Retiring in New Hampshire (Pros and Cons)

New Hampshire, The Granite State, boasts of its natural beauty and scenic landscapes. It’s a small state (9,349 square miles) with easy access to the beautiful outdoors. However, you may have to trade off city amenities like diverse experiences in shopping and dining. If you’re considering retirement in New Hampshire, what are the pros and cons?

New Hampshire is a tax-friendly state known for its stunning beauty, rugged mountains, and gorgeous beaches. The weather is diverse and the state experiences all four seasons. Winters are harsh, though, and there are few urban amenities. The living cost is high, and diversity is low.

This article offers an overall view of New Hampshire. We also covered the top reasons for retiring in the state, a property exemption guide, best places, and retirement communities, plus the pros and cons of retiring in New Hampshire.

New Hampshire Flag

A Bird’s Eyeview of New Hampshire

New Hampshire has several small towns and a small population, approximately 1.4 million, according to the 2020 United States Census Bureau. About 44,000 people live in its state capital, Concord, while a little over 100,000 live in Manchester, New Hampshire’s largest city.

For interesting facts about the state, check out What is New Hampshire Known For.

Why Retire in New Hampshire?

Finder, a New York-based personal finance site, analyzed varied rating factors on US retirement destinations across various categories, including affordability, culture, and location. Out of these categories, New Hampshire ranked among the top 10. Here are some top reasons why the state was favored as among the best places to retire:


Retirement in New Hampshire means no taxes on your purchases, state income, and social security. Your public and private pension incomes are tax-free, including your withdrawals from retirement accounts.

According to Concord’s Elderly Exemption (RSA 72:39-a), applicants aged 65 years or older can apply for property tax exemption with the Assessing Department. Learn more about the guidelines and documents required here.

Low Crime Rate

New Hampshire’s crime rate is relatively low, placing it among the safest states in the US and a favorite retirement destination for seniors.

Wellbeing Benchmark

The state ranked well across factors like social isolation risks, the number of healthcare benchmarks, and life expectancy for its senior residents.

Retiring in New Hampshire: Pros and Cons

Retired Couple Embracing on the Beach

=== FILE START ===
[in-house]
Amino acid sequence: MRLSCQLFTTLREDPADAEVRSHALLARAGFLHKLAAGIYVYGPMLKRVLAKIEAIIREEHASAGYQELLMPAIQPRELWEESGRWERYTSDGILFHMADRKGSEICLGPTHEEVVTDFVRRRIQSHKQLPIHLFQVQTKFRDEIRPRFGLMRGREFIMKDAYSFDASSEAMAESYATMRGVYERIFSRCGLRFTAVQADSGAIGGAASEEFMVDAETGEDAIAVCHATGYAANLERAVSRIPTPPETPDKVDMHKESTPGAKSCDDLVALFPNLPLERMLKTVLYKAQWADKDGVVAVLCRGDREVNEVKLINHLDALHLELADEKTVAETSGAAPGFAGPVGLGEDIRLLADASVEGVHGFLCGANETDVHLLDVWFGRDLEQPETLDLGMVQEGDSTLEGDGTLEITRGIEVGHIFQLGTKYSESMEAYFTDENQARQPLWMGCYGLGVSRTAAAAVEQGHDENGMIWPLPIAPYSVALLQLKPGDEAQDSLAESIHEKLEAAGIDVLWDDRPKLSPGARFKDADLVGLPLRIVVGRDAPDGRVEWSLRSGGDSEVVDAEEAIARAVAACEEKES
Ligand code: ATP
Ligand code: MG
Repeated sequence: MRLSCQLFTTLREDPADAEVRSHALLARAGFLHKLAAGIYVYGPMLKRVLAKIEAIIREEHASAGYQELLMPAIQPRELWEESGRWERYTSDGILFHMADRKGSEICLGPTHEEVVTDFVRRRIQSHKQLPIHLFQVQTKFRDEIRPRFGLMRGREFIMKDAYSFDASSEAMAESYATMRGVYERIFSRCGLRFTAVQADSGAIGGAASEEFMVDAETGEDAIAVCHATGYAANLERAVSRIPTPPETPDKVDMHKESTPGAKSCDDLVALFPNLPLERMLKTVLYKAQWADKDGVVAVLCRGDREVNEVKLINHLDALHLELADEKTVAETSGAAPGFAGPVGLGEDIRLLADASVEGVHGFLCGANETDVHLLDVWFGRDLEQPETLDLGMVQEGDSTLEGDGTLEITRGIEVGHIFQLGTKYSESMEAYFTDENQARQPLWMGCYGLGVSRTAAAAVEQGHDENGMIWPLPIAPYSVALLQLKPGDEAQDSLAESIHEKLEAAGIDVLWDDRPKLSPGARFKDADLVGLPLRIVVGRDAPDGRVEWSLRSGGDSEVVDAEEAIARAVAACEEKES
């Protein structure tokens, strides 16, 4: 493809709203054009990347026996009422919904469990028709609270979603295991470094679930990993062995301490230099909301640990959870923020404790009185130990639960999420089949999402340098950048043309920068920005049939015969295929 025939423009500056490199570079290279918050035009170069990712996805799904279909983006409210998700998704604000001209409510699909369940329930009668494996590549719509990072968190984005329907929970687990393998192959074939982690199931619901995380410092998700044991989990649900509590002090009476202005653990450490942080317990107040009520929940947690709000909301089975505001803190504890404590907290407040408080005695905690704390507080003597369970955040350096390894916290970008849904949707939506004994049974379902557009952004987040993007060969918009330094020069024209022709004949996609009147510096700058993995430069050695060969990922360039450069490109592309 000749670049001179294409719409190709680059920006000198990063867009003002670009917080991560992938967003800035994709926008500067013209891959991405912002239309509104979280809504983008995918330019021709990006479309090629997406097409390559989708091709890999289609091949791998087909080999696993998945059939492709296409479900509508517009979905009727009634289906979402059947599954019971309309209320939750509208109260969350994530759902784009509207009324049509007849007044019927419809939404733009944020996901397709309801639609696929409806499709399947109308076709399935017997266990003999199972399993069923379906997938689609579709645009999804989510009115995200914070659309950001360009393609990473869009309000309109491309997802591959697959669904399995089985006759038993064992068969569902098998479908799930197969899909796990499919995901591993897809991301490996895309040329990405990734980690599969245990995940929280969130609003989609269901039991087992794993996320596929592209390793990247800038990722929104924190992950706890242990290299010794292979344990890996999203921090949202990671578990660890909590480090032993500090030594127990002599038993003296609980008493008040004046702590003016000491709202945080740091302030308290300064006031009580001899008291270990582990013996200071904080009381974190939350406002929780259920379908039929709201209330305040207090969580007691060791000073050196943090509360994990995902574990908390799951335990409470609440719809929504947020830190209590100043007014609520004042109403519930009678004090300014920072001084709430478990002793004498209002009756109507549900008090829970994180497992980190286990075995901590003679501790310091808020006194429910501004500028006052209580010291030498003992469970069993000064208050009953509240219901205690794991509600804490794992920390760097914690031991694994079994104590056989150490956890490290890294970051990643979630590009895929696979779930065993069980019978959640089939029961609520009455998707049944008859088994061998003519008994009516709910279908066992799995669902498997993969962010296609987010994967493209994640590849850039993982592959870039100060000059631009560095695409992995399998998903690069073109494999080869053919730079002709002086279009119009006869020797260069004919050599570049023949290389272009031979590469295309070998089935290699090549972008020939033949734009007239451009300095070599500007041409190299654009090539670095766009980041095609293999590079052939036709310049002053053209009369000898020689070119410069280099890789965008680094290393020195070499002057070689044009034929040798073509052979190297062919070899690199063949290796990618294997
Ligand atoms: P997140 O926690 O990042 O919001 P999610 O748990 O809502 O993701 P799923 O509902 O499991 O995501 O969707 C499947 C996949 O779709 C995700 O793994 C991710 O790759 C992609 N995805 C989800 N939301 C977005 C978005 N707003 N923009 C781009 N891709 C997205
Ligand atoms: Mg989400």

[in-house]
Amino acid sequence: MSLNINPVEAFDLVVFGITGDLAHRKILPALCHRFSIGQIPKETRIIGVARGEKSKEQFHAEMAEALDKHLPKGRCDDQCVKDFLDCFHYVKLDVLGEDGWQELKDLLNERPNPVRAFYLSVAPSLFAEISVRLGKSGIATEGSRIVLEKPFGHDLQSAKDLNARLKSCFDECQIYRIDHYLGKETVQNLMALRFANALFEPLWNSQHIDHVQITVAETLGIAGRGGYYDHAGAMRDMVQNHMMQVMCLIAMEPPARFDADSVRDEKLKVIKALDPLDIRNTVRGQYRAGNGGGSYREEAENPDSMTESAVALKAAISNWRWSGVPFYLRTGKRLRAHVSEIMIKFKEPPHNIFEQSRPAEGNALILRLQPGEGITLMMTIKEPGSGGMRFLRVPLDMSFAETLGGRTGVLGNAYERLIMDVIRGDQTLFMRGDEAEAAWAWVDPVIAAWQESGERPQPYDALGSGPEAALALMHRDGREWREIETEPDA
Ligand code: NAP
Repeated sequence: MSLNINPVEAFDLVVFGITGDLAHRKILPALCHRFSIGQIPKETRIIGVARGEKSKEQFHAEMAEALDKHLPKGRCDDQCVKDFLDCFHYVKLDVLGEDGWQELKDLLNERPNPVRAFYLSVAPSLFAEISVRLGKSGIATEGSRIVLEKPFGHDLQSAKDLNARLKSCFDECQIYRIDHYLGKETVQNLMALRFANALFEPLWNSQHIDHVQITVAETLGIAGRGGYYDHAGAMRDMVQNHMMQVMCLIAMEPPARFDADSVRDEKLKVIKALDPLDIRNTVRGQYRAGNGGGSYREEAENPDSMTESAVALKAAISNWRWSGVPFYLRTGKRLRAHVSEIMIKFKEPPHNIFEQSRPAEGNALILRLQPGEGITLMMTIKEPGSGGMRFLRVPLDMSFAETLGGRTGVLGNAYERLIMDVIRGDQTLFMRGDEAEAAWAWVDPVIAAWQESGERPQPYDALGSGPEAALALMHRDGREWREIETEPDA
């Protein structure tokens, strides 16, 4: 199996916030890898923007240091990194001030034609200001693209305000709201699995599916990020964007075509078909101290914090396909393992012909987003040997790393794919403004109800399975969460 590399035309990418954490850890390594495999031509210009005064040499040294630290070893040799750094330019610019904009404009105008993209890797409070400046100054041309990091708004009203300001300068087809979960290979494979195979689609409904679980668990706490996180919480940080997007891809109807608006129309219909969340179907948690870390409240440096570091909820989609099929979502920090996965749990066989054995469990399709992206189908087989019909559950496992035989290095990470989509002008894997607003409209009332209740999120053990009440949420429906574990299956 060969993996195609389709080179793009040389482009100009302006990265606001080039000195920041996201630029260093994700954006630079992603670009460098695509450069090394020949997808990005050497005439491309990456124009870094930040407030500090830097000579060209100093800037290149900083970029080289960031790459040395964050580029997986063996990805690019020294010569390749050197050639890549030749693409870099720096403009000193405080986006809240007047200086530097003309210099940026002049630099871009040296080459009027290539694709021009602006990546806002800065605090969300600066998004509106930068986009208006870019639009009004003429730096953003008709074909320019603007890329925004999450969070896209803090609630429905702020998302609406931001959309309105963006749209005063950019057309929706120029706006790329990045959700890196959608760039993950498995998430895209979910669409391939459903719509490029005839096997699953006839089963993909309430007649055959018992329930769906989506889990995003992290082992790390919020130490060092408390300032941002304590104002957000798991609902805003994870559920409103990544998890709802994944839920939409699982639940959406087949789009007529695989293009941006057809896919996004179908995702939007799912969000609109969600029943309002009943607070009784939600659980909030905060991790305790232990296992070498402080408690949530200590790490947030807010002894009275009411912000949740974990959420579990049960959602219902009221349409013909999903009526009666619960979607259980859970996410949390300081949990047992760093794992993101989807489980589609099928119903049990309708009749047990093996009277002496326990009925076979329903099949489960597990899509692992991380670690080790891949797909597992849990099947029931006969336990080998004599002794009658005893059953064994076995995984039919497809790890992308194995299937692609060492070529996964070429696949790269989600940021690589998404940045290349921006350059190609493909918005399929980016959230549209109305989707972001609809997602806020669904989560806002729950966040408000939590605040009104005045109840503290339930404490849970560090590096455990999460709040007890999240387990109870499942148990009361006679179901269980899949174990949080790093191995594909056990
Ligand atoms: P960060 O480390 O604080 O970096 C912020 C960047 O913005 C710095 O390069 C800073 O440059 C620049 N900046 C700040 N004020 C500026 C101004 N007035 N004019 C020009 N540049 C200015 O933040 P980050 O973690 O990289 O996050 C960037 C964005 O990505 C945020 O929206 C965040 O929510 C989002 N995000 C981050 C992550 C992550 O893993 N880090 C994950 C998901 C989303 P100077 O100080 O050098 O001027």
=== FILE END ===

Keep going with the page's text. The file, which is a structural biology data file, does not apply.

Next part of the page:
Is New Hampshire a good place for seniors to retire? Yes, and here are our top reasons why.


New Hampshire is a scenic beauty. Cast your fishing rod (view on Amazon) on its beautiful lakes or explore its dense forests. Its mountains with snowy peaks, like Mount Washington, are perfect for a day of adventure.

Ocean and Beaches

New Hampshire may be among the shortest ocean coastlines in the US, but it compensates with top-destination beaches. Read all about them in the 12 Best New Hampshire Beaches. You can enjoy a swim in the ocean or indulge in fishing.


If you’re retiring to New Hampshire with school-age kids, the state’s education system is diverse, ranked by WalletHub among the Top 5 K-12 Education in the US.

There are lots of public schools and universities, including prominent ones like Dartmouth College, the University of New Hampshire, and the very selective private school Philips Exeter Academy (grades 9 to 12).

Weather Seasons

Retiring in New Hampshire is synonymous with experiencing all four seasons. Winters are cold with lots of snow and Summers are warm and humid.


New Hampshire ranks high among the US states in caring for its senior residents. According to, more than 70 nursing homes are in the area.

Easy Commute

In New Hampshire, you can commute from almost anywhere to cities like Boston. You can leverage city-living amenities without the accompanying full-time costs.

Commercial Zones

New Hampshire’s northern part offers small-town life, but the southern part sees commercialized development. Pease Air Force Base in Portsmouth was repurposed into a hub for high-tech companies, consequently boosting the local economy.


New Hampshire Winter Snow

What are the negatives of living in New Hampshire? Let’s look at some of the disadvantages of retiring in New Hampshire.

Frigid Winters

Winters in New Hampshire are long and harsh (as low as -4 degrees Fahrenheit in January). For those looking to retire in comfortable weather, you may want to reconsider retiring in the state.

From November to February, expect frigid temperatures and heavy snowfall. Cold fronts sometimes start in October, and snow accumulates fast when the snowstorm season hits in November. While winter is the time to dust off your All-Mountain Freeride Ski (view on Amazon), New Hampshire mountain trails and passes can be treacherous during this time.

Natural Calamities

Tornadoes and hurricanes are common in New Hampshire from late spring to fall.

Urban Amenities

There are few urban amenities in New Hampshire. Your shopping options are limited, and there is very little nightlife. Larger cities have bus systems, but public transportation in smaller towns isn’t widely available. It’s also common to have fluctuating internet service.

Cost Of Living

New Hampshire’s cost of living is higher than the US average. The state isn’t among the least expensive to retire. However, living in small towns like Rochester or Claremont may drive your cost of living below the US average.